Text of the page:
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Sustainable Spirits!

Allie Muchmore at a Michigan vineyard

At the Michigan Environmental Council we’re willing to do just about anything to help the environment. And if that means drinking a locally crafted beer or glass of Michigan wine, then so be it!

This Friday in Lansing we’re inviting you to a celebration of local beer, wine and spirits at our Green Drinks Lansing event. Admission is free, it’s informal, and there is a trio of fascinating experts lined up to share their wisdom. (More details below).

One thing I really appreciate about MEC is that when we host an event or meeting, local food, drinks and vegetarian options are all taken into consideration. Environmentally friendly and socially responsible vendors are always the first choice and often are a requirement. I appreciate that. It’s walking the talk. What’s more, it really does make any event better, creates a sense of shared camaraderie in local choices, and helps support Michigan’s economy. Win-win-win.

Plus, let’s be honest – most environmentalists are craft beer snobs. And with good reason.

Michigan ranks 5th in the nation in number of breweries.  The amount of craft beer sold in the state has doubled in the past seven years, according to the Michigan Brewers Guild. Combining good craftsmanship with a green ethos helps Michigan’s economy. Hops growth in our state is increasing steadily. Recent hop shortages in the northeast and out west, the growing appeal of craft beers, and the yearning for organic and locally sourced products have all set the stage for an exploding interest in local hop production.

Cheers to that!

On the subject of Michigan wine, environmentally-friendly grape growing practices in the state are the rule rather than the exception.

What’s more, according to the Michigan Grape and Wine Industry Council, Michigan ranks in the top four states in the U.S. in wine grape production and within the top nine in wine production. Michigan wine sales in Michigan have increased 150 percent over the past nine years.

Do you like a good Riesling or Pinot Noir? We’re basically experts here in those. Haven’t tried many Michigan wines? I encourage you to (if you’re over 21 of course). There are styles from bone dry to fruity sweet, and Michigan specializes in fancy things like ice wines, fruit wines and late harvest wines. Plus if you get a chance to head to a Michigan winery or tasting room, you generally get five free tastes and expert advice on what to taste from the staff (sometimes it’s even the winery owner themselves). How cool is that?

And you know what? Those winery owners love Michigan. And care about the environment. Their business depends on stable climatic conditions; clean air, water and land; and a robust economy and quality of life that make customers Michigan-proud.

The industry is also an economic engine. Each year, Michigan’s wine, grapes, grape juice products and related industries produce nearly $790 million of total economic value to the State of Michigan; pay more than $42 million in state and local taxes in Michigan, and account for more than 5,000 jobs across the state.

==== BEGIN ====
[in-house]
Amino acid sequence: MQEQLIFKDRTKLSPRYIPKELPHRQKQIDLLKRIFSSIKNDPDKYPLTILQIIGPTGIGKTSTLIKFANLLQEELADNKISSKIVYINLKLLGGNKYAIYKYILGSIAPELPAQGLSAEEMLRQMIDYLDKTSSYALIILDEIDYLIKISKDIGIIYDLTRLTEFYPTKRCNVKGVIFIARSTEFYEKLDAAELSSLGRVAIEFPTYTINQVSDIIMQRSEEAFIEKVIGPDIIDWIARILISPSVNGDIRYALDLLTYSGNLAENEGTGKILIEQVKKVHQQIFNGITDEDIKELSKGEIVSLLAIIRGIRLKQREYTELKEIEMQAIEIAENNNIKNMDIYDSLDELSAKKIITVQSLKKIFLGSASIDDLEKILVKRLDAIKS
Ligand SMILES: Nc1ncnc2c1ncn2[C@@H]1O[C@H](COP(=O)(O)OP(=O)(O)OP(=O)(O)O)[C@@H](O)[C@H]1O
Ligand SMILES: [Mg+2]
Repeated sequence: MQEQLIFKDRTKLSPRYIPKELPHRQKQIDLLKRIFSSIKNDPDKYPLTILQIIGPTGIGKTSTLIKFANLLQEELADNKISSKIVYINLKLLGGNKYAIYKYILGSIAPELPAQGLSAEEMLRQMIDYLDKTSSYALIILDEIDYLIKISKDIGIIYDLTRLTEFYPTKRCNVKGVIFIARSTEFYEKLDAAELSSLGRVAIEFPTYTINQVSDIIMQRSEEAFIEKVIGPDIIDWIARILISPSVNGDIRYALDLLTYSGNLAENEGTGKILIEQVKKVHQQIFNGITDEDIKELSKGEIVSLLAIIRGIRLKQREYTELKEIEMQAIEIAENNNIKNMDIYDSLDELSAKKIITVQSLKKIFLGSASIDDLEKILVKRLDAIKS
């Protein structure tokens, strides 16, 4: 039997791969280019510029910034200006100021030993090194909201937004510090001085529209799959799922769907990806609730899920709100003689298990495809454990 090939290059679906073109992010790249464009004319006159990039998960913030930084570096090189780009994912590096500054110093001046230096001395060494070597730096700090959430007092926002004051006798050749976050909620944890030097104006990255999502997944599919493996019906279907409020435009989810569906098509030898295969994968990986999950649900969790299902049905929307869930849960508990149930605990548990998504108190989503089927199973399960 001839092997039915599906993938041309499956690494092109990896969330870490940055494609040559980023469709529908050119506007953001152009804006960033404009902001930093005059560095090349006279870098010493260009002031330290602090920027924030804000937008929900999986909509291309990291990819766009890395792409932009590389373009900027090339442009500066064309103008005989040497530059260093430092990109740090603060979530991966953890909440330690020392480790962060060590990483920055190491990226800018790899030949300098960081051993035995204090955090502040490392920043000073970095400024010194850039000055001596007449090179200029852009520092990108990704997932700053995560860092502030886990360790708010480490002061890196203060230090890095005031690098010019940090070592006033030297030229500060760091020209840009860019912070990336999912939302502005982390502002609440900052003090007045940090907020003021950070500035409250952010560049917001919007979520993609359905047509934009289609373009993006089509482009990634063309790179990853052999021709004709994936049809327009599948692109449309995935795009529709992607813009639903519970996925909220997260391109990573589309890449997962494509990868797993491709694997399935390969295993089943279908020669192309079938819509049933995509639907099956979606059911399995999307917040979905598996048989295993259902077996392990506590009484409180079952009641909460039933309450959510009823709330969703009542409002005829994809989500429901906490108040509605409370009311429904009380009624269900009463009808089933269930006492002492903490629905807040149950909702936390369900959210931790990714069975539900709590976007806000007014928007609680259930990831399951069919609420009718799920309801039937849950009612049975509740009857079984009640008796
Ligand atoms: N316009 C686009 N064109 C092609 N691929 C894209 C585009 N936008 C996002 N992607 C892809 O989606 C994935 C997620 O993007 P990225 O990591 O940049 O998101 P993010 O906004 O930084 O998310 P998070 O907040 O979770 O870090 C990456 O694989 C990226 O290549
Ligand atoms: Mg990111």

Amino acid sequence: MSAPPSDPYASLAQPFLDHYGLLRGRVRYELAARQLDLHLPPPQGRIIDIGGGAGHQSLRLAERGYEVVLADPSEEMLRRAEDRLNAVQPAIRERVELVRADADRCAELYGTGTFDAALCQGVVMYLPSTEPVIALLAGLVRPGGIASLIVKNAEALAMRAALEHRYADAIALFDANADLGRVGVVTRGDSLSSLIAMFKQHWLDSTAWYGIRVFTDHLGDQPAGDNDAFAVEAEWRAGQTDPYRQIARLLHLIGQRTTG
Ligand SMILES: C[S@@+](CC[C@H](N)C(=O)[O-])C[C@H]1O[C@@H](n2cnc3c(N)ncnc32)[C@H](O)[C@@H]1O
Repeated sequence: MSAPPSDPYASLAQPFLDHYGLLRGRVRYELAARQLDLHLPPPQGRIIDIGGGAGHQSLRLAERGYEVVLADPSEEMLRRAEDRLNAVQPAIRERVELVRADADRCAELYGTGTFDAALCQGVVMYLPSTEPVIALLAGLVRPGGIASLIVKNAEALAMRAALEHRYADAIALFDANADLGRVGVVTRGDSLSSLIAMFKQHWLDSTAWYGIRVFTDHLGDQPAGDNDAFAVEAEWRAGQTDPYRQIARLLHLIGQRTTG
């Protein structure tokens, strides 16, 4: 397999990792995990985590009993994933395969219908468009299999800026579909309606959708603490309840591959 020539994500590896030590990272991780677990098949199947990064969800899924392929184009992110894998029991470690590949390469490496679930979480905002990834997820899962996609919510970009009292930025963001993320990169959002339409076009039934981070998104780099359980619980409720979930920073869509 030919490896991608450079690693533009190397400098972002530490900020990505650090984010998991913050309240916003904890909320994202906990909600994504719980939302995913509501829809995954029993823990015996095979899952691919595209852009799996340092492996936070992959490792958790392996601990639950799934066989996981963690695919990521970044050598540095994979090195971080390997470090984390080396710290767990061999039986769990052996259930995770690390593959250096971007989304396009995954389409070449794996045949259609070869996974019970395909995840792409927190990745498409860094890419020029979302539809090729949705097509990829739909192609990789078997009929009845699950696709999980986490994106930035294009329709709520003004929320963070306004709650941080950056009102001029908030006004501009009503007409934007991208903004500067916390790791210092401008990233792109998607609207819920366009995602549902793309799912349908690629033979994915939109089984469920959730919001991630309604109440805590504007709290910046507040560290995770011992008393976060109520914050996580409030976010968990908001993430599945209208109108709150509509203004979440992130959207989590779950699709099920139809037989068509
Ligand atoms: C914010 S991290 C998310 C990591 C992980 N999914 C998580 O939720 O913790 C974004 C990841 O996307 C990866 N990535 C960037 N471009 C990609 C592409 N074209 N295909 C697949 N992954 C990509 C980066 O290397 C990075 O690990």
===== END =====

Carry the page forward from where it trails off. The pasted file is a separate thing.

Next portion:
And if you’ve ever been wine tasting in Traverse City on the peninsulas or in Southwest Michigan, you know. You get it. It’s amazing. It’s feeling and tasting a real connection to the farming heritage of our state. I get a weird sense of pride when I drink Michigan wine. Is that geeky? Sure. But sometimes geeks can be chic, right?

This brings be back to my original point. Environmentalists appreciate local beer and wine. If any of this buzz worthy info tantalized your taste buds, you may like an event we are hosting this week on Friday. Here’s the pitch:

Come learn more about how Michigan beer, wine and spirits fit into the future of Michigan’s growing economy, farming sector, and sustainability movement at the May edition of Green Drinks Lansing. 

Green Drinks Lansing will be at Taps 25 (414 E. Michigan Avenue, downtown Lansing) on Friday May 4th from 6:00 to 7:30PM. It’s hosted by the Michigan Environmental Council, Greater Lansing Area Clean Cities and Capital Gains Media as part of their Speaker Series events. 

Join us for libations and a lively panel discussion featuring top-notch experts in the Michigan microbrewery, wine, and distillery industry. Come meet new people, learn new things, and join the conversation. 

We are very pleased to have three expert panelists featured at this event: 

  • Dr. Kris Berglund: Michigan State University, Distinguished Professor of Chemical Engineering & Food Science, expert in distilled beverage technology
  • Kris Spaulding: Sustainability Director, Brewery Vivant in Grand Rapids
  • Brian Rasdale: Owner, Bad Brewing Company in downtown Mason

What’s Green Drinks Lansing?
It’s a cool platform for ideas to spark, discussions to develop, and people to learn new ways to move Michigan forward. The event is held on the first Friday of each month. The location and theme changes each time, and we generally host a three-person panel from different backgrounds discussing the topic for about 20 minutes, followed by about an hour of break-out discussions, networking, mingling and cocktailing.

For more info, contact Allie Muchmore: allie@environmentalcouncil.org and check out our Twitter hashtag #GreenDrinksLansing

 (Research for this post was provided by MEC intern Marco Salomone. Photo by Tremaine Phillips.)

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